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From Hard Rock To Hard Of Hearing – Am I Too Cool for Hearing Aids?
by Thea Wood, TheaWood.com, and
Dr. Natalie Phillips, www.advancedotolaryngology.com
photo credit: Mark McCarthy, www.StarkeyHearingFoundation.org
Approximate number of concerts I’ve attended since I was 22 years old.
Approximate number of times I’ve worn ear plugs at a concert and watched the cult classic “This Is Spinal Tap.”
The number of times I’ve tested my hearing since graduating college. Am I simply in a state of denial?
With concerts, sporting events, earbuds/headphones, and other audio-based technologies, we are all prime for hearing loss. HealthyHearing.com states that people suffer an average of seven years with hearing loss before doing something about it. Perhaps because it creeps up on you in subtle ways, like it is for me.
Signs You May Have a Hearing Loss (healthyhearing.com)
1. You have trouble hearing on the telephone.
2. You have trouble following a conversation when people are talking at the same time.
3. The family complains that your TV is too loud.
4. You’re tired from straining to hear conversations.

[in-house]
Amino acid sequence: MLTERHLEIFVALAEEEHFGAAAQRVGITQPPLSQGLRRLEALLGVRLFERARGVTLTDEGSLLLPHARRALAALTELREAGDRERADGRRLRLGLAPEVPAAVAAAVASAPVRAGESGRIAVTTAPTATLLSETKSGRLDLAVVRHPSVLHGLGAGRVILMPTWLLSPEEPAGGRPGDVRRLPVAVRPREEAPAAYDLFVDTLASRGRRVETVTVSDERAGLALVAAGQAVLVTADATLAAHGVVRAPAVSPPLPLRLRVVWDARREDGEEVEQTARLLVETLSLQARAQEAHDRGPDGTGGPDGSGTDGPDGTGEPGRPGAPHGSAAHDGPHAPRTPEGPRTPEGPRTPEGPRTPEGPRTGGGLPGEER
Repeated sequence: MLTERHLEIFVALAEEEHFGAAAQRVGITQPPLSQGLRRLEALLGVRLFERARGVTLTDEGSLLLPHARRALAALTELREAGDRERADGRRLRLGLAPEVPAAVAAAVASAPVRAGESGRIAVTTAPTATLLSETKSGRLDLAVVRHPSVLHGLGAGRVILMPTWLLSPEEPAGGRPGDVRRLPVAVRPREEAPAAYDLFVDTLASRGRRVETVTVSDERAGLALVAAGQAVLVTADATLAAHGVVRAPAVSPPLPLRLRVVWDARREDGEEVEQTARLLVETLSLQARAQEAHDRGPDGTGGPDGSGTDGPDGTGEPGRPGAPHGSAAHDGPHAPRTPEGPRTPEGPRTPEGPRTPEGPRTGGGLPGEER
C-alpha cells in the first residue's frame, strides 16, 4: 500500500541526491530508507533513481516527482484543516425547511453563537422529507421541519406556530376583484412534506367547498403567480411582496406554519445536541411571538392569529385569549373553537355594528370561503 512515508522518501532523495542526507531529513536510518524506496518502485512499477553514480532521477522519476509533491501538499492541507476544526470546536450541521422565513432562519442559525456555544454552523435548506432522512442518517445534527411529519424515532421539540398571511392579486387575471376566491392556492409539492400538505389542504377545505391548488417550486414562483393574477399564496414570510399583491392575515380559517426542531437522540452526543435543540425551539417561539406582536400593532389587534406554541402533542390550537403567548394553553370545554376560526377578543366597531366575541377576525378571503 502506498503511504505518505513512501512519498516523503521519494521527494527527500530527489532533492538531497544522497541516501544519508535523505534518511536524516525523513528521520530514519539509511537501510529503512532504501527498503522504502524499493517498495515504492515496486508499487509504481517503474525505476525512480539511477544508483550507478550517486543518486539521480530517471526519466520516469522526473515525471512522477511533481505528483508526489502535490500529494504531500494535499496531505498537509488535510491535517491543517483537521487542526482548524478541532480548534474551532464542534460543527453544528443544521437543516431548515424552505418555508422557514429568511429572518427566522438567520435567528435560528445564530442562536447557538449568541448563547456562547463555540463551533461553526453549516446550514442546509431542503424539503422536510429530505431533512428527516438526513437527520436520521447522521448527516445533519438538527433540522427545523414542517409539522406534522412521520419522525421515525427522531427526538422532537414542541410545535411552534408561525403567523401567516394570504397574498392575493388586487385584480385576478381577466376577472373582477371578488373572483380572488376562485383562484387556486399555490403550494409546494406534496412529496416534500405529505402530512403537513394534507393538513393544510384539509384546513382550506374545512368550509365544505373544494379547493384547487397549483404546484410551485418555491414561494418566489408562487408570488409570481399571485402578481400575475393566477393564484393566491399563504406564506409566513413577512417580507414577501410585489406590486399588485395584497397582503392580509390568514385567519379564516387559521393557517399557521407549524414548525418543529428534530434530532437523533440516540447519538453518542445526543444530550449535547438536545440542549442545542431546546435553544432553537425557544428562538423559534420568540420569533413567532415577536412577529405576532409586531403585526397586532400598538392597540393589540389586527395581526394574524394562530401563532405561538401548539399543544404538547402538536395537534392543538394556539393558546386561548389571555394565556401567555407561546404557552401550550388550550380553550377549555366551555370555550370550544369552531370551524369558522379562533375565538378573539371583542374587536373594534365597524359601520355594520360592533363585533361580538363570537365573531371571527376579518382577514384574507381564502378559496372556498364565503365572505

5. You have trouble hearing in noisy environments.
6. You say “what?” a lot.
7. People don’t seem to speak clearly.
8. You misunderstand what people say.
9. You have trouble hearing children and women.
10. You become annoyed and frustrated during conversations.
Dr. Natalie Phillips, 43, of Advanced Otolaryngology & Audiology in Fort Collins, Colorado, clued me into the surprising number of women and men suffering from hearing loss at an average of 63 years old. “My typical fitting age range for new users is between the ages of 40-60 years of age,” she confirms. “This is a much younger population than what you would think.”
Natalie can say this with authority. After years of private practice, Natalie began working with the Starkey Hearing Foundation— a non-profit organization that sends her around the world to fit hearing impaired people for hearing aids. Natalie’s first trip was in 2016 to India where the team fitted 900 people per day for hearing aids. She later went to five cities in Peru as well as Guyana. This year, Natalie is taking her 12 year-old son with her to Mexico, where she expects to meet 500 patients per day.
The scary (but perhaps not surprising) part is that both men and women deny their need for hearing aids, even though they can significantly improve your quality of life. Not to mention that aid capabilities are something that 20-somethings would happily adopt.
“We just fit someone this week in the office who put off getting hearing aids— although, as a mom (40), she was not able to hear her own kids and was missing out on conversations at home and with friends,” says Natalie. “Once she was fitted with her made-for-iPhone hearing aids, and found out she could stream music while working out, cleaning the house, and take phone calls through her hearing aids, she posted on her Facebook page that $200 Beats earphones have NOTHING on her new hearing aids!”